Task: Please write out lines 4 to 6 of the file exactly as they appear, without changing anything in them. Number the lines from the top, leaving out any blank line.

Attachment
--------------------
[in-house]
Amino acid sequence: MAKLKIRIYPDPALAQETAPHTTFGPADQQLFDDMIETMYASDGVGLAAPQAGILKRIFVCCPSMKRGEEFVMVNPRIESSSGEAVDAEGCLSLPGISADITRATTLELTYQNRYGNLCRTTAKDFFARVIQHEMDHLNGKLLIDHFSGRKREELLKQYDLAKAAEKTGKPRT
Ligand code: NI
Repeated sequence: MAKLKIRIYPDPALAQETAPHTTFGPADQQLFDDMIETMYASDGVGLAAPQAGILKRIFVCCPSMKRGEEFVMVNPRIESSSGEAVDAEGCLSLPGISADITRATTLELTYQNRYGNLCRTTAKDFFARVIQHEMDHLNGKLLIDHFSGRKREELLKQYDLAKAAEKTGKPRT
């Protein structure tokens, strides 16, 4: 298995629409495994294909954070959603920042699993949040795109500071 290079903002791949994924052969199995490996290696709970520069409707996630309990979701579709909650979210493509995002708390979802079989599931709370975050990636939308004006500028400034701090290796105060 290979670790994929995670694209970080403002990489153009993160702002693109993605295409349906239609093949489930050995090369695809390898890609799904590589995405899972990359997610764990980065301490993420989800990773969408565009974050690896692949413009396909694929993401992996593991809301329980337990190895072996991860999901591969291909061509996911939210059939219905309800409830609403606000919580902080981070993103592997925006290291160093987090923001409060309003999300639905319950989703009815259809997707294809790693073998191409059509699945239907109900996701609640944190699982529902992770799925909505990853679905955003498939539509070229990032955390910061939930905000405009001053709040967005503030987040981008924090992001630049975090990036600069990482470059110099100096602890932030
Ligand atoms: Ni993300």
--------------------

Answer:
Repeated sequence: MAKLKIRIYPDPALAQETAPHTTFGPADQQLFDDMIETMYASDGVGLAAPQAGILKRIFVCCPSMKRGEEFVMVNPRIESSSGEAVDAEGCLSLPGISADITRATTLELTYQNRYGNLCRTTAKDFFARVIQHEMDHLNGKLLIDHFSGRKREELLKQYDLAKAAEKTGKPRT
């Protein structure tokens, strides 16, 4: 298995629409495994294909954070959603920042699993949040795109500071 290079903002791949994924052969199995490996290696709970520069409707996630309990979701579709909650979210493509995002708390979802079989599931709370975050990636939308004006500028400034701090290796105060 290979670790994929995670694209970080403002990489153009993160702002693109993605295409349906239609093949489930050995090369695809390898890609799904590589995405899972990359997610764990980065301490993420989800990773969408565009974050690896692949413009396909694929993401992996593991809301329980337990190895072996991860999901591969291909061509996911939210059939219905309800409830609403606000919580902080981070993103592997925006290291160093987090923001409060309003999300639905319950989703009815259809997707294809790693073998191409059509699945239907109900996701609640944190699982529902992770799925909505990853679905955003498939539509070229990032955390910061939930905000405009001053709040967005503030987040981008924090992001630049975090990036600069990482470059110099100096602890932030
Ligand atoms: Ni993300």